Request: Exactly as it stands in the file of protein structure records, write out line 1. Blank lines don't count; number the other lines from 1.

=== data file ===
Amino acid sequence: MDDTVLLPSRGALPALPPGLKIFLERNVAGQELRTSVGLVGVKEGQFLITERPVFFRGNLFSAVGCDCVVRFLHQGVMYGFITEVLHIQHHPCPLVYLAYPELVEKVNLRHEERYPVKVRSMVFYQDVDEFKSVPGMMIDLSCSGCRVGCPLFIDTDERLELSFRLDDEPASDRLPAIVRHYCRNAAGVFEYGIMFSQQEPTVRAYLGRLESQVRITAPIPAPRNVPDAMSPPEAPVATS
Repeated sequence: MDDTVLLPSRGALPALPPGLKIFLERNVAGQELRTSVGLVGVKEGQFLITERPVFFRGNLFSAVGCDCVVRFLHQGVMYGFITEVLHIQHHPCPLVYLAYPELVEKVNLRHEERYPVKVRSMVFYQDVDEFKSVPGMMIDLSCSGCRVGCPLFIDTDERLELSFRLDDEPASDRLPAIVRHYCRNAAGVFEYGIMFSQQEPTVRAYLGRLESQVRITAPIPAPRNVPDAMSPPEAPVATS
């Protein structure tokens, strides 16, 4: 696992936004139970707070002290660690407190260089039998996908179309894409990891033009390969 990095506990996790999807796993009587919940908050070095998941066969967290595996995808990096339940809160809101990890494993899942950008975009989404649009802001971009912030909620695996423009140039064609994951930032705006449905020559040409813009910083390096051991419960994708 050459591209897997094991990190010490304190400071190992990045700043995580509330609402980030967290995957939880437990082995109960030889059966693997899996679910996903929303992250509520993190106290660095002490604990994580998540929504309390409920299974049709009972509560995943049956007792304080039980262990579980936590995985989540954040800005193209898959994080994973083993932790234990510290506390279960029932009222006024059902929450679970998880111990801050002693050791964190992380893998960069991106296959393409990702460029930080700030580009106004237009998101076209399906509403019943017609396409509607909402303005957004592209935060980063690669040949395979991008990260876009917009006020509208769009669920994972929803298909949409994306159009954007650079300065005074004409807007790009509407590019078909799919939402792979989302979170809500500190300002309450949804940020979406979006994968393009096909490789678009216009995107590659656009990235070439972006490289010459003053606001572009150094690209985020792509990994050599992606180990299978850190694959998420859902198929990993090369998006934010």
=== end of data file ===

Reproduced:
Amino acid sequence: MDDTVLLPSRGALPALPPGLKIFLERNVAGQELRTSVGLVGVKEGQFLITERPVFFRGNLFSAVGCDCVVRFLHQGVMYGFITEVLHIQHHPCPLVYLAYPELVEKVNLRHEERYPVKVRSMVFYQDVDEFKSVPGMMIDLSCSGCRVGCPLFIDTDERLELSFRLDDEPASDRLPAIVRHYCRNAAGVFEYGIMFSQQEPTVRAYLGRLESQVRITAPIPAPRNVPDAMSPPEAPVATS